Assignment #1: Peer-Reviewed Articles. Due Saturday midnight [11:59 pm + one minute] on Thursday, February 27.


Based on what you learned in the class presentation by our research librarian, you have a simple --  yet important -- task: find three peer-reviewed articles using the library databases she demonstrated. Pick any one of the following four topics:

  • Russian elections
  • Russian economic reform
  • Russian military reform
  • Russian relations with China


The three articles must:

  • be at least 20 pages length
  • be published in the last six years (2014 and after)


The citations should be in proper format. You can use Chicago, MLA or APA. But note: BE CONSISTENT, and DO NOT make up your own style. You are required to use Knightcite; simply enter the information from the article and it will do the formatting for you.


Format

  • Your name and course number: upper right (not as part of header).
  • Topic centered (one of the four above)
  • Citation 1 (formatted using Knightcite). 
  • 50-word description.
  • Citation 2 (formatted using Knightcite).
  • 50 word description.
  • Citation 3 (formatted using Knightcite).
  • 50 word description.


Grading

  • Sources (do they meet the criteria of peer-review, article length and date?) 30 %
  • Citation format: 30%
  • Following instructions: 20%
  • Writing quality: 20%


Note: this research is practice in locating and properly citing sources. What you find will not contribute to your preparation for the forum.


See below for instructions for all writing assignments.

Assignment #2: Annotated Bibliography. Due 11:59 pm on Saturday, March 28.


Your first assignment is to locate source material on your assigned role. There are two categories of source material: scholarly/professional and partisan/biased. Your specific assignment is to write an annotated bibliography of the sources you locate for your role.


Part I: Scholarly and "Gray" Literature

By "scholarly literature," I am referring to peer-reviewed journal articles about your assignment. You will find these by using the library databases that Maria Perez-Stable showed you in class on Monday, February 25. The second is the so-called "gray literature" that is not peer-reviewed but comes from reputable foundations, think tanks, international organizations, and other NGOs. These are not necessarily neutral sources and may very well take a side on the conflict you are studying, but they are known for their adherence to the norms of research (i.e., backing up conclusions with evidence).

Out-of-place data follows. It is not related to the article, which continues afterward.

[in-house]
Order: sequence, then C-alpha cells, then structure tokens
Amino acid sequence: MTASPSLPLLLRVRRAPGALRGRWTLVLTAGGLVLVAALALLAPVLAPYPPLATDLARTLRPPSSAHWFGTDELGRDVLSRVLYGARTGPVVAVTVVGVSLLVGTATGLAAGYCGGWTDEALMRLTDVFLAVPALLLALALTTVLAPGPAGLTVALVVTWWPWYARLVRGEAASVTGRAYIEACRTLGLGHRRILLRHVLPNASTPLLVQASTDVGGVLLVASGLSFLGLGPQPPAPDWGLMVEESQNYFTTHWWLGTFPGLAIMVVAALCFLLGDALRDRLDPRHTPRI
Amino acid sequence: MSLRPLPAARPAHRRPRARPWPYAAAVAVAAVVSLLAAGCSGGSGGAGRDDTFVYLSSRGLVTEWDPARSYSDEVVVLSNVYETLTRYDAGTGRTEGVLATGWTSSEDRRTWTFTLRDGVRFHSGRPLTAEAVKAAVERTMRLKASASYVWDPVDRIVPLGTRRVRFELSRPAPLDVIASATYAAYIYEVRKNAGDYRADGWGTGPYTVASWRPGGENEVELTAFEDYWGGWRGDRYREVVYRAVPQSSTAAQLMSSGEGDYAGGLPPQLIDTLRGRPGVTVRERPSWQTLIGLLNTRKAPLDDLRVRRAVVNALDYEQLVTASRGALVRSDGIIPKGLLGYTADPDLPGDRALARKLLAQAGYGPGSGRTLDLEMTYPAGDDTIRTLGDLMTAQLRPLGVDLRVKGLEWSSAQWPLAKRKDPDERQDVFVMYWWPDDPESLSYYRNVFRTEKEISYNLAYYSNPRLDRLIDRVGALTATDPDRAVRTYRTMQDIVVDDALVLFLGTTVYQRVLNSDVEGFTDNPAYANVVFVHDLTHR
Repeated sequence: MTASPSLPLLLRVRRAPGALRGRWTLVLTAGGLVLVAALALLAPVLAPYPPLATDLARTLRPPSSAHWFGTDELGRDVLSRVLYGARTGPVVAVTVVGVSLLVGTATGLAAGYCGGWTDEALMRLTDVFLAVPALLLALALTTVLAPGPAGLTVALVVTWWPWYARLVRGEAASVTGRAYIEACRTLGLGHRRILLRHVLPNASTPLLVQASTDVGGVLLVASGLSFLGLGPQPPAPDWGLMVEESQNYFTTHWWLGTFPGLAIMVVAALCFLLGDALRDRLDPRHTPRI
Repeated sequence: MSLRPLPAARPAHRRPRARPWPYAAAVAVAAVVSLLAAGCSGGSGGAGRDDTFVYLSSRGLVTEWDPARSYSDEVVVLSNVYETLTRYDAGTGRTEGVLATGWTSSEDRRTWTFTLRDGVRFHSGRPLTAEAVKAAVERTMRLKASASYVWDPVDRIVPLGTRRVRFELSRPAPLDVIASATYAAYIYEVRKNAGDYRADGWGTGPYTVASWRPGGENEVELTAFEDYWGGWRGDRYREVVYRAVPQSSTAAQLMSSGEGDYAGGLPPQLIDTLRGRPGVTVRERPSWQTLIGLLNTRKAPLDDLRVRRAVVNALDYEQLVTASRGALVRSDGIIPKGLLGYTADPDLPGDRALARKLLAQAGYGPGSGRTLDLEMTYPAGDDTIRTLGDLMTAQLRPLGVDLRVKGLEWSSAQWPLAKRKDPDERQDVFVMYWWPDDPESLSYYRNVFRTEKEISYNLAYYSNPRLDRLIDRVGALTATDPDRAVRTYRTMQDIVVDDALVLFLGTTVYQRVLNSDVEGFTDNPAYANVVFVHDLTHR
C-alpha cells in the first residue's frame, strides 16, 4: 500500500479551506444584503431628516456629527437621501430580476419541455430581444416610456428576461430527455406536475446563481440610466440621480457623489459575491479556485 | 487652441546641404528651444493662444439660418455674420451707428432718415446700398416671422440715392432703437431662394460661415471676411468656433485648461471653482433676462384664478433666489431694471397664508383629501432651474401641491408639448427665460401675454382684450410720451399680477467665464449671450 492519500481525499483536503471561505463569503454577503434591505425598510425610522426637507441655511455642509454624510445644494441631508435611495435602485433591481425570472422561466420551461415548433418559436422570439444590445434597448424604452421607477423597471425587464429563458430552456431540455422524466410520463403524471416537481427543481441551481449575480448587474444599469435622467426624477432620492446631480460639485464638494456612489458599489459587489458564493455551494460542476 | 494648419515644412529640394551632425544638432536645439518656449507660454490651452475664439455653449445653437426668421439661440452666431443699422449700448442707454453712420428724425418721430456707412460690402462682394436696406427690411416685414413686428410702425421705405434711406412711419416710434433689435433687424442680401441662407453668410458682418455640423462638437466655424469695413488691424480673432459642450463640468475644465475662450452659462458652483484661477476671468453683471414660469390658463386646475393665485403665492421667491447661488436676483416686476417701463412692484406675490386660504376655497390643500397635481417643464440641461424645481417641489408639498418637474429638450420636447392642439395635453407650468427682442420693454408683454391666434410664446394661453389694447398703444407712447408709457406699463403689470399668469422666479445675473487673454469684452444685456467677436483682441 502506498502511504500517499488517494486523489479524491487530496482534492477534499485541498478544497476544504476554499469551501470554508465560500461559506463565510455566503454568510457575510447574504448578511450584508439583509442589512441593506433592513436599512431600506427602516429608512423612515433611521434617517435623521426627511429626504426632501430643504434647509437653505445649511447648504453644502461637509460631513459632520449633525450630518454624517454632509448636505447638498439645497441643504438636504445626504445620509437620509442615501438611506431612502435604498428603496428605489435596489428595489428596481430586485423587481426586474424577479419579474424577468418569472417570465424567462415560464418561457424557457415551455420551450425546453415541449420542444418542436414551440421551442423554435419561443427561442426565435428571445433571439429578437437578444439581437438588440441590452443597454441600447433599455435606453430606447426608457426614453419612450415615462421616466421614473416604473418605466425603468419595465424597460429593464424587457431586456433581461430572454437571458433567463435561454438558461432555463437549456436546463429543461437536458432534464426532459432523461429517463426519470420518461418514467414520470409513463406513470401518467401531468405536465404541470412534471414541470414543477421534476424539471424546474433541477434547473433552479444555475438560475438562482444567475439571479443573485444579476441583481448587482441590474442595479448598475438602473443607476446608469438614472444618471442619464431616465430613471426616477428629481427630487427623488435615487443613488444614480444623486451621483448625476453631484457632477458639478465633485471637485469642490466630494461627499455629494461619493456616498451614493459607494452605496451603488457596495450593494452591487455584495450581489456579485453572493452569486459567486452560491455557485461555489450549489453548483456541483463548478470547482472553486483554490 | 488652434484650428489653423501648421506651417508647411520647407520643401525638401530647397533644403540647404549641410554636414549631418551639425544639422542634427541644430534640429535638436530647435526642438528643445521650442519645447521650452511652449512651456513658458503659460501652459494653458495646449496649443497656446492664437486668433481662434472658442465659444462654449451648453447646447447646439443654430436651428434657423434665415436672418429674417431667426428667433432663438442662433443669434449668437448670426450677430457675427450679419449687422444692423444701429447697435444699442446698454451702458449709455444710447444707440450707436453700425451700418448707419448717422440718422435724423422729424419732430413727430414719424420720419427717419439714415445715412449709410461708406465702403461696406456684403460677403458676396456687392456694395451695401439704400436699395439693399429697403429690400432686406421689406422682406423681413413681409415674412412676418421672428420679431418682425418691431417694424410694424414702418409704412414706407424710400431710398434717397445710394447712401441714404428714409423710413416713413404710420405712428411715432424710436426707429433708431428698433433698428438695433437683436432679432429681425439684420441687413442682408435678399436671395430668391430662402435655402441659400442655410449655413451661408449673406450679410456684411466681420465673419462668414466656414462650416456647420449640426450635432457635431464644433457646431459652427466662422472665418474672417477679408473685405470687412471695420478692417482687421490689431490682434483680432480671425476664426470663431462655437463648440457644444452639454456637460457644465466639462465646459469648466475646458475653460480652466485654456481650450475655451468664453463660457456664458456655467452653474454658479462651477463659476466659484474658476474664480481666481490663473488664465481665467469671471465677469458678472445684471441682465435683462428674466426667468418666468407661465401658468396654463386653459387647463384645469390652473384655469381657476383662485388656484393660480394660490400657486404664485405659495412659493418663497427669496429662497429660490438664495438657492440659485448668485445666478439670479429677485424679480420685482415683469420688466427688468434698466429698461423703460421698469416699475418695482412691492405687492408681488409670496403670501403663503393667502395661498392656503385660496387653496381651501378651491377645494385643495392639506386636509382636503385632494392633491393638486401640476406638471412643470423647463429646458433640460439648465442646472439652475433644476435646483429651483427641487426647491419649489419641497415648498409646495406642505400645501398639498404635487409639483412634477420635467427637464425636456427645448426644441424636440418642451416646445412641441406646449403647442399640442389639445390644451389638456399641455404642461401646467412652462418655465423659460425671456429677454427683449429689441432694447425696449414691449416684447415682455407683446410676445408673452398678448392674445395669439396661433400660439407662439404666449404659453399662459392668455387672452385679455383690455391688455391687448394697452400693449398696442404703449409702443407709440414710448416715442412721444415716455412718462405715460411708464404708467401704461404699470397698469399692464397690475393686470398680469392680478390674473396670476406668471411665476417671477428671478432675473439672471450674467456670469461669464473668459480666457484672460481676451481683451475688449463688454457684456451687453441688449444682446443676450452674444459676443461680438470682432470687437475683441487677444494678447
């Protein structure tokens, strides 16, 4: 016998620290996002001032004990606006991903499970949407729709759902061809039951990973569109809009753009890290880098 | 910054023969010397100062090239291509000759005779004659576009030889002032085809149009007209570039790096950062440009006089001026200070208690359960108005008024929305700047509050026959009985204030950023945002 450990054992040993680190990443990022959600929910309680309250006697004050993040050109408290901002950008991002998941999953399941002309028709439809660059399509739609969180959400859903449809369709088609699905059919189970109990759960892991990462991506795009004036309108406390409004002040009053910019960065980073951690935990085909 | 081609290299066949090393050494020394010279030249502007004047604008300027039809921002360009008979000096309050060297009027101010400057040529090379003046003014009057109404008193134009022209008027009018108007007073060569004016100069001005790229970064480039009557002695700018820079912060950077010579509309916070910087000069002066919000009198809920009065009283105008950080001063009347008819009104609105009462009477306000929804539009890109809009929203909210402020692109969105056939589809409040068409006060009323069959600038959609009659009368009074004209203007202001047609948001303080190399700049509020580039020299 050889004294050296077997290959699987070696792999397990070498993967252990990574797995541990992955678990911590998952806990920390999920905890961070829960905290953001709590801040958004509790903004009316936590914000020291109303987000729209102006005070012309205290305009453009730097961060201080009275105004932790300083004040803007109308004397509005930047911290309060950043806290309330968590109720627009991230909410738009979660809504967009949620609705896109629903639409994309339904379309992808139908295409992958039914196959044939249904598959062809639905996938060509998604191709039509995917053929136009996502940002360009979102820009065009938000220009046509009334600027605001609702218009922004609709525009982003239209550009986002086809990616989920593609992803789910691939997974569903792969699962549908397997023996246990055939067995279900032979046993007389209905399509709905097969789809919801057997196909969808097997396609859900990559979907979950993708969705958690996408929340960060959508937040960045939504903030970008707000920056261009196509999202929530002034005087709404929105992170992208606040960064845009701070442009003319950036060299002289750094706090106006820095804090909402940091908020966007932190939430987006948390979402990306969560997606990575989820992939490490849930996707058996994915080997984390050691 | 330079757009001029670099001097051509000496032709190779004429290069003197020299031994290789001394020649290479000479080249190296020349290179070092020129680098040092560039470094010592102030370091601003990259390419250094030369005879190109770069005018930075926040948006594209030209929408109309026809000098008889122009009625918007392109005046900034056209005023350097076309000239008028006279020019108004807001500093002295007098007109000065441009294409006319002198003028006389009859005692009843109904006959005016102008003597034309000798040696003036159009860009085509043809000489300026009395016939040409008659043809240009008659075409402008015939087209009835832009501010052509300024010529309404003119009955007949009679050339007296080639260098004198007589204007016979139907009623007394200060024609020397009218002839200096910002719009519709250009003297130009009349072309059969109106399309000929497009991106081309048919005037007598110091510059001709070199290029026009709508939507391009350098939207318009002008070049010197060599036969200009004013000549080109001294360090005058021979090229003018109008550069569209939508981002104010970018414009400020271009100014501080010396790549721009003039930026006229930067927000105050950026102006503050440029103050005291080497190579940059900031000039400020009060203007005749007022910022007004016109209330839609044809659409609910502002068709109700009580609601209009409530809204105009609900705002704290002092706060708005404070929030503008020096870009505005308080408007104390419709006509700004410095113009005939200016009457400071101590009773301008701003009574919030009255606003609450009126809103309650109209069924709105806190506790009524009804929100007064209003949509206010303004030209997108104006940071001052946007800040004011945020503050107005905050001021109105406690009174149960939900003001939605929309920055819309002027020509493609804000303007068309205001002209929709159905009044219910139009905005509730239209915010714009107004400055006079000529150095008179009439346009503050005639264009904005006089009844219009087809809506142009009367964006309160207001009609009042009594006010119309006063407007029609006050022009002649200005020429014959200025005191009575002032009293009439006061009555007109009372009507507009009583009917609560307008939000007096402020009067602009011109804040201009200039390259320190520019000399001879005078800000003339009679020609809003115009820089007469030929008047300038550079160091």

Find at least six scholarly (and gray literature) sources. NOTE: of these six, at least three must be peer-reviewed sources accessible through the library databases.


Part II: Partisan and "Biased" Sources

Although "partisan" and "biased" are not words that describe most of the assigned research you do in your classes, they are just what you need for your role-playing. You are "partisan" in that you represent one side in a conflict and are not free of bias. Thus, sources that represent a partisan viewpoint of the protagonist you represent will be valuable in shedding your American (or other) skin and adopting that of your persona. Such sources can be from government sites, local newspapers, and local news agencies. For example, Abkhazia, South Ossetia, Transdniestria (Transdnistria), and Donetsk (eastern Ukraine) all have their own information agencies in English. So do the governments of the region, the EU and the US. In addition, look for speeches by leading political figures on the conflicts: what are they saying to their followers and to the world?

Find at least six partisan sources.


Annotations

Each annotation should be 100-150 words. Address the following (if they are appropriate) along with anything else you deem important. DON'T COPY AND PASTE TEXT (that's called plagiarism!).

  1. What is (are) the main point(s) of the source?
  2. For the directly involved protagonists in each frozen conflict: how does it help you understand the grievances you have?
  3. For the "outsiders" (Russia, the EU and the US), what does it tell you about your positions?
  4. What progress has been made in negotiations to resolve the conflict?
  5. What hope is there for avoiding warfare and finding a lasting resolution?


Format

Heading in upper right corner: name and date only. No title page.

Section I: Scholarly Sources

First source:

Full citation in proper style (using Knightcite; see below).

Annotation paragraph.

Second source:

Full citation in proper style.

Annotation paragraph.

And so on...


Section II: Partisan Sources

First source:

Full citation in proper style.

Annotation paragraph.

Second source:

Full citation in proper style.

Annotation paragraph.

Lather, rinse, repeat...


The citations should be in proper format. You can use Chicago, MLA or APA. But note: BE CONSISTENT, and DO NOT make up your own style. You are required to use Knightcite; simply enter the information from the article and it will do the formatting for you.